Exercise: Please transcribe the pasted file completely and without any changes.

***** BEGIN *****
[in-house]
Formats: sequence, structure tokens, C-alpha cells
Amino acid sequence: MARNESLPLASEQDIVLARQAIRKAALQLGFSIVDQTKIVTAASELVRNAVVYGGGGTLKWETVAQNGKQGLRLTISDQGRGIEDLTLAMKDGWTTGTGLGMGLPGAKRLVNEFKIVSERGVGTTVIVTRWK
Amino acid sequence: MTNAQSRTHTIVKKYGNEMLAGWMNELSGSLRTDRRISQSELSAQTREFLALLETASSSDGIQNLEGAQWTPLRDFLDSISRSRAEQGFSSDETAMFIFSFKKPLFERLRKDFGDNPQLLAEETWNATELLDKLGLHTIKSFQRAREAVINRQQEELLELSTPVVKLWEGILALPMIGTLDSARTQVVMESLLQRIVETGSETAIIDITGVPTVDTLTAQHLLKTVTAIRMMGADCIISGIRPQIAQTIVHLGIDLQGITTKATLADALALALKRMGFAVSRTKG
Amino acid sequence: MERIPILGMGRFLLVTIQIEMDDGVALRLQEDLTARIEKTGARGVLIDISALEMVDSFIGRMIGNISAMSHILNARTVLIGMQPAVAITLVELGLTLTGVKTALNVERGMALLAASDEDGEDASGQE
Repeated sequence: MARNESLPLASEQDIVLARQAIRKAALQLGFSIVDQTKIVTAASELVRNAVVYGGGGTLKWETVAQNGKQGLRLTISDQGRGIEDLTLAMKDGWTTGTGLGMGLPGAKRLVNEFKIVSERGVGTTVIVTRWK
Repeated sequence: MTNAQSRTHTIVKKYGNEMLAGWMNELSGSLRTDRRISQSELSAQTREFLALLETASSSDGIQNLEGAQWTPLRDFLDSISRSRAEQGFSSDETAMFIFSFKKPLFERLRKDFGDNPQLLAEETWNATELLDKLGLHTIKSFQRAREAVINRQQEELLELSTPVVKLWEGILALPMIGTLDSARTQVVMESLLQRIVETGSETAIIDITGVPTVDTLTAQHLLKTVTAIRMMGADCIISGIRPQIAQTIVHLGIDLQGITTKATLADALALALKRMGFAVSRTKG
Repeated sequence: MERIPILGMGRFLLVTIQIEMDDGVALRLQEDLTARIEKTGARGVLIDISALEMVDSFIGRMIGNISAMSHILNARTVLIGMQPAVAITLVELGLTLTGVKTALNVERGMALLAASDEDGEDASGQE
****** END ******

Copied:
[in-house]
Formats: sequence, structure tokens, C-alpha cells
Amino acid sequence: MARNESLPLASEQDIVLARQAIRKAALQLGFSIVDQTKIVTAASELVRNAVVYGGGGTLKWETVAQNGKQGLRLTISDQGRGIEDLTLAMKDGWTTGTGLGMGLPGAKRLVNEFKIVSERGVGTTVIVTRWK
Amino acid sequence: MTNAQSRTHTIVKKYGNEMLAGWMNELSGSLRTDRRISQSELSAQTREFLALLETASSSDGIQNLEGAQWTPLRDFLDSISRSRAEQGFSSDETAMFIFSFKKPLFERLRKDFGDNPQLLAEETWNATELLDKLGLHTIKSFQRAREAVINRQQEELLELSTPVVKLWEGILALPMIGTLDSARTQVVMESLLQRIVETGSETAIIDITGVPTVDTLTAQHLLKTVTAIRMMGADCIISGIRPQIAQTIVHLGIDLQGITTKATLADALALALKRMGFAVSRTKG
Amino acid sequence: MERIPILGMGRFLLVTIQIEMDDGVALRLQEDLTARIEKTGARGVLIDISALEMVDSFIGRMIGNISAMSHILNARTVLIGMQPAVAITLVELGLTLTGVKTALNVERGMALLAASDEDGEDASGQE
Repeated sequence: MARNESLPLASEQDIVLARQAIRKAALQLGFSIVDQTKIVTAASELVRNAVVYGGGGTLKWETVAQNGKQGLRLTISDQGRGIEDLTLAMKDGWTTGTGLGMGLPGAKRLVNEFKIVSERGVGTTVIVTRWK
Repeated sequence: MTNAQSRTHTIVKKYGNEMLAGWMNELSGSLRTDRRISQSELSAQTREFLALLETASSSDGIQNLEGAQWTPLRDFLDSISRSRAEQGFSSDETAMFIFSFKKPLFERLRKDFGDNPQLLAEETWNATELLDKLGLHTIKSFQRAREAVINRQQEELLELSTPVVKLWEGILALPMIGTLDSARTQVVMESLLQRIVETGSETAIIDITGVPTVDTLTAQHLLKTVTAIRMMGADCIISGIRPQIAQTIVHLGIDLQGITTKATLADALALALKRMGFAVSRTKG
Repeated sequence: MERIPILGMGRFLLVTIQIEMDDGVALRLQEDLTARIEKTGARGVLIDISALEMVDSFIGRMIGNISAMSHILNARTVLIGMQPAVAITLVELGLTLTGVKTALNVERGMALLAASDEDGEDASGQE